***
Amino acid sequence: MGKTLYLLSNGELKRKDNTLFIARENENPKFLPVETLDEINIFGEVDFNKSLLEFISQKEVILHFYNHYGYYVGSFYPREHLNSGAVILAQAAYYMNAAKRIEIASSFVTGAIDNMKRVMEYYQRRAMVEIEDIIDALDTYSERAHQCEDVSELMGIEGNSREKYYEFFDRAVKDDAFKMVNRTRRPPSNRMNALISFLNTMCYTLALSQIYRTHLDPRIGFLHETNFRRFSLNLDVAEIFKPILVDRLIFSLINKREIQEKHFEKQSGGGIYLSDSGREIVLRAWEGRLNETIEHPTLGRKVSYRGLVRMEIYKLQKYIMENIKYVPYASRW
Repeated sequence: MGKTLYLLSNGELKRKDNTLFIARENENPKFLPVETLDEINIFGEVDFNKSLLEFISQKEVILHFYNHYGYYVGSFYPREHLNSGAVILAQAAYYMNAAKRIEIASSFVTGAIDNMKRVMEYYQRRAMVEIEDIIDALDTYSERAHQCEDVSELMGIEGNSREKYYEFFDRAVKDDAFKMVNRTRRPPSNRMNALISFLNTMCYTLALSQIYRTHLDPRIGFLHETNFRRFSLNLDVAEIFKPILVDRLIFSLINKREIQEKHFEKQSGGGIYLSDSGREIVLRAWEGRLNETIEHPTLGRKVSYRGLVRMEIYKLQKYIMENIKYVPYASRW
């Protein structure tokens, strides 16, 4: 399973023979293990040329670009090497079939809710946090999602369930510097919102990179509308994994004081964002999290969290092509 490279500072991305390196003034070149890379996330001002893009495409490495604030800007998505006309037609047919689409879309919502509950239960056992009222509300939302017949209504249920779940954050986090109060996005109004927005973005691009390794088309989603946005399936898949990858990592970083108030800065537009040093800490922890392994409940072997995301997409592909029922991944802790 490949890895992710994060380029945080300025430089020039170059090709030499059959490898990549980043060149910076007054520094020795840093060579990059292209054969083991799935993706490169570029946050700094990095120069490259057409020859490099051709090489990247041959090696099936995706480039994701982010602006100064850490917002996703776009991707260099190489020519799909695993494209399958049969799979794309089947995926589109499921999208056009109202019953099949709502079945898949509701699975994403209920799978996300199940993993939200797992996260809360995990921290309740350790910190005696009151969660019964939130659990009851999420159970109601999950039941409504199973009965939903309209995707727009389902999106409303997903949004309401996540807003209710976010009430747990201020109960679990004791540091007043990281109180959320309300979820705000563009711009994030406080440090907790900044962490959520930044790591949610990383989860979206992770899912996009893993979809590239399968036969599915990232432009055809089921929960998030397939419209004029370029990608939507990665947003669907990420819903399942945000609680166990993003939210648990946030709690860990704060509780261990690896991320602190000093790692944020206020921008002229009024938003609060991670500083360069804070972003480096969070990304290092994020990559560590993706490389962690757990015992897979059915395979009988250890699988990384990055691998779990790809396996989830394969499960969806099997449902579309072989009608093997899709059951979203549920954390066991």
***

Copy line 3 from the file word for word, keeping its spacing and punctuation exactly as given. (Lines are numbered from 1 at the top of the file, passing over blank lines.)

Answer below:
């Protein structure tokens, strides 16, 4: 399973023979293990040329670009090497079939809710946090999602369930510097919102990179509308994994004081964002999290969290092509 490279500072991305390196003034070149890379996330001002893009495409490495604030800007998505006309037609047919689409879309919502509950239960056992009222509300939302017949209504249920779940954050986090109060996005109004927005973005691009390794088309989603946005399936898949990858990592970083108030800065537009040093800490922890392994409940072997995301997409592909029922991944802790 490949890895992710994060380029945080300025430089020039170059090709030499059959490898990549980043060149910076007054520094020795840093060579990059292209054969083991799935993706490169570029946050700094990095120069490259057409020859490099051709090489990247041959090696099936995706480039994701982010602006100064850490917002996703776009991707260099190489020519799909695993494209399958049969799979794309089947995926589109499921999208056009109202019953099949709502079945898949509701699975994403209920799978996300199940993993939200797992996260809360995990921290309740350790910190005696009151969660019964939130659990009851999420159970109601999950039941409504199973009965939903309209995707727009389902999106409303997903949004309401996540807003209710976010009430747990201020109960679990004791540091007043990281109180959320309300979820705000563009711009994030406080440090907790900044962490959520930044790591949610990383989860979206992770899912996009893993979809590239399968036969599915990232432009055809089921929960998030397939419209004029370029990608939507990665947003669907990420819903399942945000609680166990993003939210648990946030709690860990704060509780261990690896991320602190000093790692944020206020921008002229009024938003609060991670500083360069804070972003480096969070990304290092994020990559560590993706490389962690757990015992897979059915395979009988250890699988990384990055691998779990790809396996989830394969499960969806099997449902579309072989009608093997899709059951979203549920954390066991």